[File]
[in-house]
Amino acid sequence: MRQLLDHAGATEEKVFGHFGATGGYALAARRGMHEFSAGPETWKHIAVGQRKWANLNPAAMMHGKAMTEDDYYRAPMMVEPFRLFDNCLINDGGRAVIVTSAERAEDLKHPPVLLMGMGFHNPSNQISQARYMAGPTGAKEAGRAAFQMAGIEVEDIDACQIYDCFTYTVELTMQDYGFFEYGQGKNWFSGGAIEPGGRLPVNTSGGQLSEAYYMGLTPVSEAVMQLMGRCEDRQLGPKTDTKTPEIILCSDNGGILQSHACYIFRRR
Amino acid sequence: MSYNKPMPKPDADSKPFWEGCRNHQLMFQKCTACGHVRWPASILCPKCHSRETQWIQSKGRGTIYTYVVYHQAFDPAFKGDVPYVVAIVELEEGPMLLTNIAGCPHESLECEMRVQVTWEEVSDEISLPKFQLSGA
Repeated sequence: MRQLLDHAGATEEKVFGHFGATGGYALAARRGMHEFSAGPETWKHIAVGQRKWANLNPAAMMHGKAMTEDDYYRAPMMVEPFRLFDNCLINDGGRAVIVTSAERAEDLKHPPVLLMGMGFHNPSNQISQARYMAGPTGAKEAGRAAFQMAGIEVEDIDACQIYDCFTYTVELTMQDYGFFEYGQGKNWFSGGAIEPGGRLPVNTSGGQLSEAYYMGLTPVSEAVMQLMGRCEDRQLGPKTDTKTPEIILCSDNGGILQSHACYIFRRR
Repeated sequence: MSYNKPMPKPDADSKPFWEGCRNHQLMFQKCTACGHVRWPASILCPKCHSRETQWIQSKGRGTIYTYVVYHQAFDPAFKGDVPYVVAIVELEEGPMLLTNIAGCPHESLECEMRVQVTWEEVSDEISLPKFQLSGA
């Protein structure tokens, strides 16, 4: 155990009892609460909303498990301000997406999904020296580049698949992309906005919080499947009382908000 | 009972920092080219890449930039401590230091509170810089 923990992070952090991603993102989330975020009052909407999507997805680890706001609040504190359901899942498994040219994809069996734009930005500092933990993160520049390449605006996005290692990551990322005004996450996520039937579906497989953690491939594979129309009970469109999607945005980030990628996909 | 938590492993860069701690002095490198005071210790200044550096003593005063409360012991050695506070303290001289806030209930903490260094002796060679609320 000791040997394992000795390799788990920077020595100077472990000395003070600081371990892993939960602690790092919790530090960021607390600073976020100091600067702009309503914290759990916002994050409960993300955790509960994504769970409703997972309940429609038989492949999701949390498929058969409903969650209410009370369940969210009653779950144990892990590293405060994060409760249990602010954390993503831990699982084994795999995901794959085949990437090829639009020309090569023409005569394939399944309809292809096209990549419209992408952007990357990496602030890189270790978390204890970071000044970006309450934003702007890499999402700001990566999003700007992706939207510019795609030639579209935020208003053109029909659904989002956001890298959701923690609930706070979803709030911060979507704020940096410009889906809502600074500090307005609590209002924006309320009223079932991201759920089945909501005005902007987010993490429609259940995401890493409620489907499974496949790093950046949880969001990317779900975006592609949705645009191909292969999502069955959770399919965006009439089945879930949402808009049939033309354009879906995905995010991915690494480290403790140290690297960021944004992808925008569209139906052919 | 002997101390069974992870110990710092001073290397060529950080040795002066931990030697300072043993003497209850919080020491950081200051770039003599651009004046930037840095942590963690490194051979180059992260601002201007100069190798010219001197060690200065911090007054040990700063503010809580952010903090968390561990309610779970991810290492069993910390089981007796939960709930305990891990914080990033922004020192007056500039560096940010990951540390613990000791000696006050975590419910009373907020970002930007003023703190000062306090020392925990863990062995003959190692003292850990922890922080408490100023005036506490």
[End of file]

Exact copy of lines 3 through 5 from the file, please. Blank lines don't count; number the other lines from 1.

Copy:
Amino acid sequence: MSYNKPMPKPDADSKPFWEGCRNHQLMFQKCTACGHVRWPASILCPKCHSRETQWIQSKGRGTIYTYVVYHQAFDPAFKGDVPYVVAIVELEEGPMLLTNIAGCPHESLECEMRVQVTWEEVSDEISLPKFQLSGA
Repeated sequence: MRQLLDHAGATEEKVFGHFGATGGYALAARRGMHEFSAGPETWKHIAVGQRKWANLNPAAMMHGKAMTEDDYYRAPMMVEPFRLFDNCLINDGGRAVIVTSAERAEDLKHPPVLLMGMGFHNPSNQISQARYMAGPTGAKEAGRAAFQMAGIEVEDIDACQIYDCFTYTVELTMQDYGFFEYGQGKNWFSGGAIEPGGRLPVNTSGGQLSEAYYMGLTPVSEAVMQLMGRCEDRQLGPKTDTKTPEIILCSDNGGILQSHACYIFRRR
Repeated sequence: MSYNKPMPKPDADSKPFWEGCRNHQLMFQKCTACGHVRWPASILCPKCHSRETQWIQSKGRGTIYTYVVYHQAFDPAFKGDVPYVVAIVELEEGPMLLTNIAGCPHESLECEMRVQVTWEEVSDEISLPKFQLSGA